The ongoing health pandemic has raised questions about the state of Australian manufacturing and the loss to overseas production. It’s a mantra that’s gaining momentum again, so why should you buy Australian-made?
There has definitely never been a better or more important time to buy Australian-made. People have always liked the idea of supporting locals but often bought cheaper overseas goods and components.
The Global pandemic has exposed Australia’s huge dependence on overseas manufacturing, and our country is now experiencing overseas closures, lack of supply, material shortages, and on top of that, price increases due to currency changes.
Australians now need to support our local manufacturers, many of whom are small businesses knocked to their knees by a Global pandemic. That support is now crucial to the survival and revitalisation of communities and small businesses, many of whom, in turn, support other businesses to deliver their services and products.
One such company is Sunshine Coast-based manufacturer, Sportscruiser Caravans, who made the move from partial overseas manufacturing back to 100% Australian built in mid-2019.
We spoke to the company about the decisions involved during the review process of its Cross Country 1800 caravan.
Founded in 2009, Sportscruiser had the caravan chassis and shell manufactured in a specially set up factory in China. Overseas manufacturing certainly gave lower costs, and tight quality systems enforced by Sportscruiser made sure the product was of high quality. However, things such as language differences, long lead times, inability to oversee factory operations, and currency fluctuations made the task anything but easy.
Current owner, Joel Netting began working at Sportscruiser in 2013 and purchased the company in 2019. Joel had a strong desire to bring all manufacturing back to Queensland. A deteriorating $A exchange rate and Chinese supply problems became the catalyst. Joel said, “We decided to take a leap of faith and move all of our manufacturing to Australia – a place where we could maintain stringent quality control to create our top quality, safe and innovative caravans while supporting the Australian economy. We are proud to say that since the start of 2020 our caravans are all custom built and manufactured locally here in southeast Queensland and we are regularly using and supporting over 50 local businesses to achieve this.”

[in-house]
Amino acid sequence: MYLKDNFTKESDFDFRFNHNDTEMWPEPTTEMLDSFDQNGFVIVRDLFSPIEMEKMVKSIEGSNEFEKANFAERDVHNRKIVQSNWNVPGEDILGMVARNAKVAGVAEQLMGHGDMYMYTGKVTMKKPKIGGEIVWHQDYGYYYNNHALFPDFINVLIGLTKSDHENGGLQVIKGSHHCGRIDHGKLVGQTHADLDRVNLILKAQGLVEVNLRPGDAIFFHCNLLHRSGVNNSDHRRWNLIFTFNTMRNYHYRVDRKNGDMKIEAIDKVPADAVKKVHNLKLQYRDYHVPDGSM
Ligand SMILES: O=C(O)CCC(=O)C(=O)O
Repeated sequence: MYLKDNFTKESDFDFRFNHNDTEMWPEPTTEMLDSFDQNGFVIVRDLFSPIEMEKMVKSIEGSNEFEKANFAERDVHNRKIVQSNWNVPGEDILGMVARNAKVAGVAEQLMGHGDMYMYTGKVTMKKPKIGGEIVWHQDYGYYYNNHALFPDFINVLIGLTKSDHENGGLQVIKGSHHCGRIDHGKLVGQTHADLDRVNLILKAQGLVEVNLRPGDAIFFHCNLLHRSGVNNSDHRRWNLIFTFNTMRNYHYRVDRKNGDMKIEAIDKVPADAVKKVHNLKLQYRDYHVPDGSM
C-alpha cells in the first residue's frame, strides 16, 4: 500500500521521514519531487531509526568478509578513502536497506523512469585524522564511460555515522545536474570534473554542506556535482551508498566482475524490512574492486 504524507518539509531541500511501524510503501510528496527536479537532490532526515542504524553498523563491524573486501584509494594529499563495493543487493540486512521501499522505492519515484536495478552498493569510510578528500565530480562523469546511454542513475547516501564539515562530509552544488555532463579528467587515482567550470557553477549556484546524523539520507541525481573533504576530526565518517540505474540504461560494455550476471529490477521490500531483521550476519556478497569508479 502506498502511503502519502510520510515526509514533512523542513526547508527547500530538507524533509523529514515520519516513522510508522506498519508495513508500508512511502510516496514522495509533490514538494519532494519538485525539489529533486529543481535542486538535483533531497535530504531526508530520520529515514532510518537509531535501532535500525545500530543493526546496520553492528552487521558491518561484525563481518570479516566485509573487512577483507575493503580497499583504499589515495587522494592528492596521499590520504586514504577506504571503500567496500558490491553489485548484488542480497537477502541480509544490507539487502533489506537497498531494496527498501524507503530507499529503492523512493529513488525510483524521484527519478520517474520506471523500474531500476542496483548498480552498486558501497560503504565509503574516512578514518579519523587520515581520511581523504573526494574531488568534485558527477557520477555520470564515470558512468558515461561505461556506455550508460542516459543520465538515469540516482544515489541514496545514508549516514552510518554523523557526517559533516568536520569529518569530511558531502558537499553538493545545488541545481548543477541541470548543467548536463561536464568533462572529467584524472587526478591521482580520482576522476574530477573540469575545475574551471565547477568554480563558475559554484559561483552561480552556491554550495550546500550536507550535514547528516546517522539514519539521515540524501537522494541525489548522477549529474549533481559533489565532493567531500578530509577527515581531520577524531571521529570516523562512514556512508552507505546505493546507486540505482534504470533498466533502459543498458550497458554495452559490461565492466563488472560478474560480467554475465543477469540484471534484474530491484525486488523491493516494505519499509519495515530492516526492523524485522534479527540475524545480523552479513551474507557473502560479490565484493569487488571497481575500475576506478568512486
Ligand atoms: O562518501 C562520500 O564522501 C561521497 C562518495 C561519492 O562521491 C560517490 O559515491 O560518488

The changeover to Australia production involved an enormous amount of time, effort, technical expertise, and money. They did encounter unexpected problems. For example, the previously used computer-based CAD/CAM drawings wouldn’t transfer to the software used by Sportscruiser’s Australian suppliers of choice. So the whole lot had to be rewritten and reprogrammed.
Using skilled local Australian suppliers [such as Cruisemaster] means that the research and development can be done quickly and refined to create a brilliant product. The process of planning alongside engineers and local professionals means that the Sportscruiser team is part of every aspect of design and construction and are 100% confident in the quality of the caravans they are building.
Things were off to a promising start at the end of 2019, with very positive reactions to the change to 100% Australian manufacturing and especially to the standard and quality of vans being produced.
“Sportscruiser Caravans manage to deliver one of the lightest, strongest, off-road capable caravans available without looking and feeling like a tank or breaking the bank,” wrote Gary Tischer for this publication during his review of the Cross Country 1800 model.
People were getting excited about travelling Australia to support communities after the bushfires that swept much of the country in 2019.
However, by March 2020, the effects of Covid-19 were quite evident to businesses and suppliers because of lack of supply due to material shortages. Manufacturers like Sportscruiser Caravans had to buy parts, months in advance so that they could continue to operate but knowing that future sales were uncertain. Travel plans of those wanting to buy caravans had to be put on hold, many because of a change in financial situation and an uncertain future and those communities who desperately needed a boost after the fires had to brace themselves for a business drought.
As restrictions ease and people begin to re-assess their situations, things are looking hopeful. People are starting to scratch the travel itch again, many with a fresh perspective about how and why they will travel and the consequences and flow-on effect that this will have on Australia’s wounded economy. Buying from Australian companies that support other businesses is crucial to the survival of Australian manufacturing. It is time to turn those good intentions into actions, helping Australia and Australians get back on their feet.